Status Caribisch gebied binnen de Europese Unie

logo-bbgOp grond van artikel 198 van het Verdrag betreffende de Werking van de Europese Unie (VWEU) komen de Europese lidstaten overeen “de niet-Europese landen en gebieden welke bijzondere betrekkingen onderhouden met Denemarken, Frankrijk, Nederland en het Verenigd Koninkrijk te associeren met de Europese Unie.” Voor het Nederlands Koninkrijk valt hier de bijzondere relatie onder met de eilanden Aruba, Curaçao, Sint Maarten, Bonaire, Saba en Sint Eustatius.

In tegenstelling tot Nederland, maken de eilanden geen deel uit van het grondgebied van de Europese Unie en hoeven zij om die reden dan ook niet te voldoen aan het Europees recht en hebben zij de euro niet als wettelijk betaalmiddel. Door de bijzondere relatie met Nederland komen de eilanden wel in aanmerking voor Europese fondsen en EU brede samenwerkingsovereenkomsten zoals het Erasmus+ programma. Verder bezitten de inwoners van het Caribische deel van het Koninkrijk der Nederlanden naast de Nederlandse nationaliteit ook het Europees burgerschap.

Lees verder: http://www.europeesparlement.nl/caribbean.html

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Rijksoverheid ~ Caribisch deel van het Koninkrijk

car-deel-koninkrijk208-jpgHet Koninkrijk der Nederlanden bestaat uit de 4 landen Nederland, Aruba, Curaçao en Sint Maarten. De laatste 3 landen vormen samen met de 3 bijzondere gemeenten Bonaire, Sint Eustatius en Saba het Caribisch deel van het Koninkrijk. De 3 bijzondere gemeenten samen heten Caribisch Nederland.

Lees verder: http://www.rijksoverheid.nl/onderwerpen/caribische-deel-van-het-koninkrijk

 

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Wikipedia ~ Nederlandse koloniën

Map; wikipedia.org

Map; wikipedia.org

De Republiek der Zeven Verenigde Nederlanden en het Koninkrijk der Nederlanden (vanaf 1815) hebben diverse koloniën in bezit gehad. Dit koloniale rijk viel uiteen na de Tweede Wereldoorlog.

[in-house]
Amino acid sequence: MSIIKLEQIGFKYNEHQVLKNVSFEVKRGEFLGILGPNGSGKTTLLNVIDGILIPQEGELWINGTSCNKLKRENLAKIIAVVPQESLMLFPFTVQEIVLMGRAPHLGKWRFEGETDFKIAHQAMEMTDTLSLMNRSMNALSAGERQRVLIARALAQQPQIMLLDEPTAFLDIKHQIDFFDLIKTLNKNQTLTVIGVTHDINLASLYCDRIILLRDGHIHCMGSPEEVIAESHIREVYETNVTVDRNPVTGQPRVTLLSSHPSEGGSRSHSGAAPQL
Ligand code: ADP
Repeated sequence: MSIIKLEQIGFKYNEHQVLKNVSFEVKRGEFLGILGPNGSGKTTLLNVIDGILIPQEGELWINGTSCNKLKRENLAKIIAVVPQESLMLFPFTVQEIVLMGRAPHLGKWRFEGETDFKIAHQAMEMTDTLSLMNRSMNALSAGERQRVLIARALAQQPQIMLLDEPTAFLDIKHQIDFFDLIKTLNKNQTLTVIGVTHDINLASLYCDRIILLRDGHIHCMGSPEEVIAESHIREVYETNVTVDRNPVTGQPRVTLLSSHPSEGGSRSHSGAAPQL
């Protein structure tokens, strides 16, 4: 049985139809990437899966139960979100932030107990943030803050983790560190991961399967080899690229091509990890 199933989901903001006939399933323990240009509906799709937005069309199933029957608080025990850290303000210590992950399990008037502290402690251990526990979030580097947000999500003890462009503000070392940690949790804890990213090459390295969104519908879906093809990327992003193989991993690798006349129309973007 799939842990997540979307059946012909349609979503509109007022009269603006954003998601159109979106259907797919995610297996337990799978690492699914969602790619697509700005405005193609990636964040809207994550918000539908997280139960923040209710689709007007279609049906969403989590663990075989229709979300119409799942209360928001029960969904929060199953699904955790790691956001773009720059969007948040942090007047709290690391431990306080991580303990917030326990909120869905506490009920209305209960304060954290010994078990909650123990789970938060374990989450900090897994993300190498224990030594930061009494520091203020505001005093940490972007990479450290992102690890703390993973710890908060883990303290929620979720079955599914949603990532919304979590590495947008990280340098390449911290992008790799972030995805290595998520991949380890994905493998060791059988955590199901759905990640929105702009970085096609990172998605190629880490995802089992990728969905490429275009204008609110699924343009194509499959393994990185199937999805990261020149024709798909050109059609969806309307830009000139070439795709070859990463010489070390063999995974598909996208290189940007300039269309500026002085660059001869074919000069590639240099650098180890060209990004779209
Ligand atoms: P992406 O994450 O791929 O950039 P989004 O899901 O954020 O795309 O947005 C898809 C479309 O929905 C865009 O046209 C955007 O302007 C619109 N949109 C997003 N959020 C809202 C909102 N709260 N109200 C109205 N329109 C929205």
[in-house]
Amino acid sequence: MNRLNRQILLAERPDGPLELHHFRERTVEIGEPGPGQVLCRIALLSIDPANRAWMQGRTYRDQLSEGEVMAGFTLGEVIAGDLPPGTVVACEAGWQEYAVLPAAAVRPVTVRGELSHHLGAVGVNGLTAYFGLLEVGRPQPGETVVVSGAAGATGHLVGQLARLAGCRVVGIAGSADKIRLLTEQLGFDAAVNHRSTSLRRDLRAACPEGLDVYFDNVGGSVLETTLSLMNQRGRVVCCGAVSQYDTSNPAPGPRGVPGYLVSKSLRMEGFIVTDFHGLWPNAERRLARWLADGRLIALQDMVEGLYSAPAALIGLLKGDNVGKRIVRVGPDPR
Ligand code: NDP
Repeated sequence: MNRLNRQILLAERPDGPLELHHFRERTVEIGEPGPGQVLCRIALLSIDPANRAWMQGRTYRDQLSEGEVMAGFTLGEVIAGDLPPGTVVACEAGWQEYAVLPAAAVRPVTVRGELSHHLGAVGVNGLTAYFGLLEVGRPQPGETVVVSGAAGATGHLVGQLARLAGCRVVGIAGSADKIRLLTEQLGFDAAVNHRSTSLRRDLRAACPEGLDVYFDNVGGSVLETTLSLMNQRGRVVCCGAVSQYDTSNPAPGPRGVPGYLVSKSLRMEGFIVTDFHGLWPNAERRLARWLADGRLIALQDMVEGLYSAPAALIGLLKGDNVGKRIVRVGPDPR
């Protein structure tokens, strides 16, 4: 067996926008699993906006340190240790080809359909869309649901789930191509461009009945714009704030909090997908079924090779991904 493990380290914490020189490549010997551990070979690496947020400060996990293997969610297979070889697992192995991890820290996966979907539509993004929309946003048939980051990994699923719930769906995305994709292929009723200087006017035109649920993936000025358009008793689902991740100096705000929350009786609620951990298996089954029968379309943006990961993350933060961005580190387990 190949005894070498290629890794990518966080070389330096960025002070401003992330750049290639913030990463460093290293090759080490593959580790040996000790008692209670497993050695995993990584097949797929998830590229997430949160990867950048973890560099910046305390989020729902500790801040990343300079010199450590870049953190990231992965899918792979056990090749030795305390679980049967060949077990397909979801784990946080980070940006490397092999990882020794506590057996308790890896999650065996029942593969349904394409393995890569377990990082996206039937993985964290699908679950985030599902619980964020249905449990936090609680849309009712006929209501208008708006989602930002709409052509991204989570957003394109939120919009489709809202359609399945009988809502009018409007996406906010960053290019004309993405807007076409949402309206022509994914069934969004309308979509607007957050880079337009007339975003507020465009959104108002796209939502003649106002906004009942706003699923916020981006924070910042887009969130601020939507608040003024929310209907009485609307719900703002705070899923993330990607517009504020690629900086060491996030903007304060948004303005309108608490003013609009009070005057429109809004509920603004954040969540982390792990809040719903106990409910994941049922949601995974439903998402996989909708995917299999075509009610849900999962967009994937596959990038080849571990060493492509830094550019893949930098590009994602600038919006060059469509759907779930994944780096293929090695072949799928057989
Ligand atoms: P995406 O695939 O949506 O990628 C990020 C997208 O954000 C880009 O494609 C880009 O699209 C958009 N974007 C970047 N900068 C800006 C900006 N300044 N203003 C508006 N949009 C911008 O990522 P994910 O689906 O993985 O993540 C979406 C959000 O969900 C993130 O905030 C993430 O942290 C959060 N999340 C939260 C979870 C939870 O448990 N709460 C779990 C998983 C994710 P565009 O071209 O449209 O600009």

Lees verder: http://nl.wikipedia.org/wiki/Nederlandse

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Wikipedia ~ Suriname

Map: zainuddin.net

Map: zainuddin.net

Suriname (/ˈsʊrɨnæm/, /ˈsʊrɨnɑːm/ or /ˈsʊrɨnəm/, also spelled Surinam), officially known as the Republic of Suriname (Dutch: Republiek Suriname, Dutch pronunciation: [ˌreːpyˈblik ˌsyːriˈnaːmə]), is a country on the northeastern Atlantic coast of South America. It is bordered by French Guiana to the east, Guyana to the west and Brazil to the south.

Suriname was colonized by the English and the Dutch in the 17th century. In 1667 it was captured by the Dutch, who governed Suriname as Dutch Guiana until 1954. At that time it was designated as one of the constituent countries of the Kingdom of the Netherlands, next to the Netherlands and the Netherlands Antilles (dissolved in 2010). On 25 November 1975, the country of Suriname left the Kingdom of the Netherlands to become independent. A member of CARICOM, it is considered to be a culturally Caribbean country and has extensive trade and cultural exchange with the Caribbean nations.

At just under 165,000 km2 (64,000 sq mi), Suriname is the smallest sovereign state in South America. (French Guiana, while less extensive and populous, is an overseas department of France.) Suriname has a population of approximately 566,000, most of whom live on the country’s north coast, where the capital Paramaribo is located. Suriname is a mostly Dutch-speaking country; Sranang, an English-based creole language, is a widely used lingua franca. It is the only independent entity in the Americas where Dutch is spoken by a majority of the population.